Q&A: brushing toddler teeth

Meghann writes:

"My daughter is 20 months old now and has her full set of
teeth, except for her 2nd year molars.  When she was smaller I
would wipe her teeth with a washcloth to keep them clean.  Since she
turned 1, I have been attempting to use a toothbrush.  This never went
very well, but I thought as time went on she would get used to it and it would
be ok.  However, it is getting worse.  At this point, she won’t
let me brush her teeth, she clamps her mouth shut when I am holding the
toothbrush.  I don’t want to resort to using force, as this will
make it even more unpleasant for both of us and probably make her not want to
do it even more.  When she is holding the toothbrush she will put it in
her mouth and chew on it, but she doesn’t really move it around and brush
her teeth.  I try to put my hand over hers and help her, this helps a
little bit, but still she’s not really brushing all her teeth.  As
time goes on, I am getting more and more worried because I am fearful her teeth
will become decayed.  This brings up many images in my head of her being
the outcast at school with rotten teeth (yes, a bit dramatic, but you know what
I mean).  Has anyone else had a similar problem?  Any suggestions??"

There is no magic toothbrushing trick. Just a bunch of things you can try and hope that one or more of them work.

It’s clearly about control*, so you want to make her feel like it’s her idea, or make it so much fun that she wants to do it.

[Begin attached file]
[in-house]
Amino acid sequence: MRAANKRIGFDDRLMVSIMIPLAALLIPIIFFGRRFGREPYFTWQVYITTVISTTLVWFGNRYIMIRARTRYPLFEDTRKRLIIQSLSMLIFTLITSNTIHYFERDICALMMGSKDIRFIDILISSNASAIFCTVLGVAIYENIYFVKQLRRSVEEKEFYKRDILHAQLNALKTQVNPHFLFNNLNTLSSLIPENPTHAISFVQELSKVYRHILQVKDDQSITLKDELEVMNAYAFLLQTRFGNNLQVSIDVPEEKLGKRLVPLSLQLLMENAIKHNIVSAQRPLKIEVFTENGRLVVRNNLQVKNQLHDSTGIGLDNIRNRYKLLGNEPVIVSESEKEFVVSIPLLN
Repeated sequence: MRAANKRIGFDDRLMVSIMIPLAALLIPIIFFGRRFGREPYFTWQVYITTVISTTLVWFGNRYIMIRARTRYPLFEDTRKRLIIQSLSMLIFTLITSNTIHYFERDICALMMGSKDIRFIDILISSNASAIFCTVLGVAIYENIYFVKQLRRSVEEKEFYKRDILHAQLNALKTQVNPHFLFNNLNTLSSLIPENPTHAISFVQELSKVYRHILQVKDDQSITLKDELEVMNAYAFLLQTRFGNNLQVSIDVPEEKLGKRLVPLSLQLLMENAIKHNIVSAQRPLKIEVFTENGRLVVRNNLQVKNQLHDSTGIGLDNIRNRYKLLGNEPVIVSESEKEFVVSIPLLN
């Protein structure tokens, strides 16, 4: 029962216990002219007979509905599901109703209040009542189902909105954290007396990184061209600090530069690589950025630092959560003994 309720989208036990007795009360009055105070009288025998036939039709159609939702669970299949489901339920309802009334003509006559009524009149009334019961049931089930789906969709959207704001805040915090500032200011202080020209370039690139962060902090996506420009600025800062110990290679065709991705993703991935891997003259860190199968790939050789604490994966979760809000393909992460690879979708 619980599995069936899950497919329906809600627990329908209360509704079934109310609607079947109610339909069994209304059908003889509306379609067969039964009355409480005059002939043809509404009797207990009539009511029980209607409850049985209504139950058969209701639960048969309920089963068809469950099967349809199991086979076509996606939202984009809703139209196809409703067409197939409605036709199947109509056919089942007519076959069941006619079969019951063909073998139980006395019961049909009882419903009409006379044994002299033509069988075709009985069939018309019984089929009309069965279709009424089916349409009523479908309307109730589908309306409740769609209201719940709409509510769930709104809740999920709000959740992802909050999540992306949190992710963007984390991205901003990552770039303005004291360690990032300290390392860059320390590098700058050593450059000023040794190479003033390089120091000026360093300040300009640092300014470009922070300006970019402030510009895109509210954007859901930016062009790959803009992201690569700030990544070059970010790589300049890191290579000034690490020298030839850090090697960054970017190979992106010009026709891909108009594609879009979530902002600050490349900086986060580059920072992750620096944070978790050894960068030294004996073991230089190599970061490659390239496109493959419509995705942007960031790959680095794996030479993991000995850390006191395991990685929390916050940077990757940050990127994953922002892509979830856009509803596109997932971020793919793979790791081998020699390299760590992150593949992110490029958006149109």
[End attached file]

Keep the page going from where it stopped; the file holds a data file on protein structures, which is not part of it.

Here’s what I’ve got:

Get a fun toothbrush. Kids love cool toothbrushes, and kids love electric toothbrushes. Especially toothbrushes with Dora, Bob the Builder, Cookie Monster, a race car, or a Lego rocket with an actual Lego astronaut inside the clear capsule. Take your child to the store and let her pick out the toothbrush she wants to use.

Get fun toothpaste. Tom’s of Maine makes really yummy clear liquid toothpaste (with Xylitol**, even). One of the national brands (Crest? Colgate?) has toothpaste with sparkles. A cool yummy toothpaste will make the experience more fun, too.

Make it a game. Do the airplane-going-into-the-hanger thing, or pretend she’s a lion with big sharp teeth that need to be cleaned (she can roar while you’re brushing). Whatever will get her to forget that you’re brushing her teeth and laugh and have fun will make it go more easily.

See if she’ll do it more easily with your partner. Sometimes kids won’t do something with one parent but will do it easily with the other. Sometimes they switch back and forth between which parent they’ll allow to help them.

What’s working for everyone else?

* I get a bunch of questions about 20-month-olds. It’s a tough age, apparently. Most of those questions are about getting 20-month-olds to eat. So keeping their mouths tightly shut may be the 20-month-old control technique of choice.

** Xylitol is a sugar from birch trees, and it kills the bacteria that causes tooth decay. The children of mothers who use xylitol toothpaste and/or gum in the first two years of their children’s lives have fewer dental problems up through age five than kids whose moms don’t use any xylitol products. But even if you don’t use xylitol toothpaste your kids can. If your baby is too young for toothpaste, you can get Spiffies xylitol wipes to wipe their little baby teeth.

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